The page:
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  1. #1
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    Default Bug Situation in CO

    What's the bug pressure looking like this season in the Rockies? Being a high snow year, did everything just melt and now the bugs are horrid?

    Contemplating whether or not a bug net for the tarp and/or head is needed for a trip on the CT.

    Most reports I've read said bugs aren't so bad in CO and most are gone by August 1st. The remaining can be mitigated by campsite selection. But being still lots of snow around, is there year atypical for bugs?

    I'll be sleeping under a tarp on some polycro. Cant decide whether or not the bivy is necessary or if a head net will suffice for those just in case moments.

    Thanks


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  2. #2
    Registered User colorado_rob's Avatar
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    We've made 4 BP trips (and lots of mere day trips) so far in our backcountry, including some time on the CT (few days ago), and it is definitely a high bug year, my poor wife who attracts them worse than most for some reason has been "eaten alive". Campsite selection does help, but even the best high/dry locations are still buggy. I would also say it's more like mid August is when they tend to get much better, except very high above treeline.

    My headnet is maybe an ounce, well worth it, we now always carry them June-mid August. Tough call on the Bivy, probably not necessary for bugs. Even though I'm calling it a high bug year, this isn't Minnesota, etc.

  3. #3
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    Quote Originally Posted by colorado_rob View Post
    We've made 4 BP trips (and lots of mere day trips) so far in our backcountry, including some time on the CT (few days ago), and it is definitely a high bug year, my poor wife who attracts them worse than most for some reason has been "eaten alive". Campsite selection does help, but even the best high/dry locations are still buggy. I would also say it's more like mid August is when they tend to get much better, except very high above treeline.

    My headnet is maybe an ounce, well worth it, we now always carry them June-mid August. Tough call on the Bivy, probably not necessary for bugs. Even though I'm calling it a high bug year, this isn't Minnesota, etc.
    Rob
    Being such a high snow year you think by mid September water will still be plentiful? Never saw a bug a few years ago during September on CL so did t plan on any bug gear this year... thoughts


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  4. #4
    Registered User colorado_rob's Avatar
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    Quote Originally Posted by saltysack View Post
    Rob
    Being such a high snow year you think by mid September water will still be plentiful? Never saw a bug a few years ago during September on CL so did t plan on any bug gear this year... thoughts
    For your 1st half of hike, assuming you're going NOBO (which I seem to remember you doing), you should be golden with water. I believe there will be lots of perma-snow this year in the San Juans, we'll see soon, heading down next week, then two weeks later, expecting to spend lots of time on crampons, etc (not on the CT, but climbing peaks).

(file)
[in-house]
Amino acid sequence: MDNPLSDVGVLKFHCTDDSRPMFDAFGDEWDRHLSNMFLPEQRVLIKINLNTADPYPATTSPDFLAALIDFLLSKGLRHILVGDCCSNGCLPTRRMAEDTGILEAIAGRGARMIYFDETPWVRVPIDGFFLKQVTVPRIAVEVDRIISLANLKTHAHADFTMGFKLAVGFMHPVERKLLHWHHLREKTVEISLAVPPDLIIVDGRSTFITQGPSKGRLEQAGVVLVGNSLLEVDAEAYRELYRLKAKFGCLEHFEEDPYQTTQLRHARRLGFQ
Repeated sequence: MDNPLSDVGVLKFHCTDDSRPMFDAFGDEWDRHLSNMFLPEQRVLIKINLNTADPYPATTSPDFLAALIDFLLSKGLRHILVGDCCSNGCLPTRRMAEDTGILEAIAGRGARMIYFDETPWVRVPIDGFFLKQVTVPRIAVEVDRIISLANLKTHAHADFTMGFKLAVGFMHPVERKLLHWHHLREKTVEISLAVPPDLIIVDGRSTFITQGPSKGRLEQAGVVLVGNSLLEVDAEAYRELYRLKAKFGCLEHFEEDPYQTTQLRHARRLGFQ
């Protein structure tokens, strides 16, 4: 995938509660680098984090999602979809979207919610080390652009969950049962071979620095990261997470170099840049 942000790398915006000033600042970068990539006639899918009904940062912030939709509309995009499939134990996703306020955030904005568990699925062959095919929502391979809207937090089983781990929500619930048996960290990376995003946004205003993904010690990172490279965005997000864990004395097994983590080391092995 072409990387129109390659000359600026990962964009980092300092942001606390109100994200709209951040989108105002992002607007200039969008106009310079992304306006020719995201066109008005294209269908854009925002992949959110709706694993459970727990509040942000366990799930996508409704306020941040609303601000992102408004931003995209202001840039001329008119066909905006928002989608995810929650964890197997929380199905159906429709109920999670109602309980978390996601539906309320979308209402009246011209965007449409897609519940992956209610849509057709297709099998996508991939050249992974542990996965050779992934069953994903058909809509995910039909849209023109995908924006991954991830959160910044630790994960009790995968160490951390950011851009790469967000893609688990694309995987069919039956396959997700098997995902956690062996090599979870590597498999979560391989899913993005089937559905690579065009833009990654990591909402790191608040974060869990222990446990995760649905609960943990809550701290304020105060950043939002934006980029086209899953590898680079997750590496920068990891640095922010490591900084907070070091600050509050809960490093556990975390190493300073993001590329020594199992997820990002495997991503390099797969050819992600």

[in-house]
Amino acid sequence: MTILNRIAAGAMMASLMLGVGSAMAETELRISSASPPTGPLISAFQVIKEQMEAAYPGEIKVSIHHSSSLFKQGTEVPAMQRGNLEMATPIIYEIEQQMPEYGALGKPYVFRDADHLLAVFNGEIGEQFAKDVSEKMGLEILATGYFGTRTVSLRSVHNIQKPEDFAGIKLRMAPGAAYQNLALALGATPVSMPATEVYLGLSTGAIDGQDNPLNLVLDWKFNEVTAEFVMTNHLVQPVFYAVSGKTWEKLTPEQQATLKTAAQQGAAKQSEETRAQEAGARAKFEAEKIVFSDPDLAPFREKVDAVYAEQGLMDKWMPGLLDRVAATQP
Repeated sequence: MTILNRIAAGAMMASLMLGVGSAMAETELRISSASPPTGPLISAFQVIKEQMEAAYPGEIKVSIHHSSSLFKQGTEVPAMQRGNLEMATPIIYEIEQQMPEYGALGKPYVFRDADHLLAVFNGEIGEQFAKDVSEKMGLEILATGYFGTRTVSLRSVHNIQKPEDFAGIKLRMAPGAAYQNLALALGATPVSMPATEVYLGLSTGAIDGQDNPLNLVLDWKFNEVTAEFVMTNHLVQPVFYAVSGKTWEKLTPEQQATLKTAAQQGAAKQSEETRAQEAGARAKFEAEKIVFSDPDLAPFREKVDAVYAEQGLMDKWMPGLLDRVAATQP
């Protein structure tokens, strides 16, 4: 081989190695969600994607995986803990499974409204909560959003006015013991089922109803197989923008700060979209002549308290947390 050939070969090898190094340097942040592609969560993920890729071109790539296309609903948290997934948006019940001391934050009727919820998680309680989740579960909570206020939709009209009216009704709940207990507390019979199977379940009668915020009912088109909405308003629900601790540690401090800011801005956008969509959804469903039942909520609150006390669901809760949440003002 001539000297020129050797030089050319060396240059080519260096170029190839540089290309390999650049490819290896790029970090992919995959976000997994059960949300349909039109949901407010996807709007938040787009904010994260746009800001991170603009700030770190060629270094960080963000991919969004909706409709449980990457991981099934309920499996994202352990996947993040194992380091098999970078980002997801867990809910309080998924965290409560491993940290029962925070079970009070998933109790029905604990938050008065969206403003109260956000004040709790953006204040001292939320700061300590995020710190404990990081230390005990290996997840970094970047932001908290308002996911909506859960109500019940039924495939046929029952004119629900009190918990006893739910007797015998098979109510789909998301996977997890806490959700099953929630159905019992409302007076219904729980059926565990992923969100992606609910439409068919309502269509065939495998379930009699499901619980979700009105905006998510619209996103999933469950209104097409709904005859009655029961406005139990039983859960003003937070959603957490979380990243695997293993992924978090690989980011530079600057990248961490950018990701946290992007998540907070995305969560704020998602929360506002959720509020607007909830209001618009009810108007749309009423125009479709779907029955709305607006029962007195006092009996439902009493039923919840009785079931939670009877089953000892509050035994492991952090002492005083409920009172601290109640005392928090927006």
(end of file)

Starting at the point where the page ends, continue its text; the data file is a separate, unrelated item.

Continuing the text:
In the middle of the trail, the Collegiate east might be kinda dry, normal for that time of year, but I expect the west side should be wetter than normal for September with plenty of water sources. Not sure once past collegiates, I suspect moderately dry, wetter than most years, but some water sources might be drying up a bit. Things sure were flowing strong a few days ago! Still, two months from now is a lot of drying time.

    Once you get close to Denver, sections 6-1, you will have to pay attention to water sources, as usual for September, as the huge snowpack from the last winter will be long gone way before you get there. I assume you have Guthook and can check water updates? Handy app.

    Here's a shot looking south from near the top of Mt. Massive from jus a couple days ago, basically looking out over the Collegiates. Way more leftover snow than usual for late July.
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  5. #5
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    Quote Originally Posted by colorado_rob View Post
    For your 1st half of hike, assuming you're going NOBO (which I seem to remember you doing), you should be golden with water. I believe there will be lots of perma-snow this year in the San Juans, we'll see soon, heading down next week, then two weeks later, expecting to spend lots of time on crampons, etc (not on the CT, but climbing peaks).

    In the middle of the trail, the Collegiate east might be kinda dry, normal for that time of year, but I expect the west side should be wetter than normal for September with plenty of water sources. Not sure once past collegiates, I suspect moderately dry, wetter than most years, but some water sources might be drying up a bit. Things sure were flowing strong a few days ago! Still, two months from now is a lot of drying time.

    Once you get close to Denver, sections 6-1, you will have to pay attention to water sources, as usual for September, as the huge snowpack from the last winter will be long gone way before you get there. I assume you have Guthook and can check water updates? Handy app.
    Thx kind of what I assumed..Love the Guthook app!


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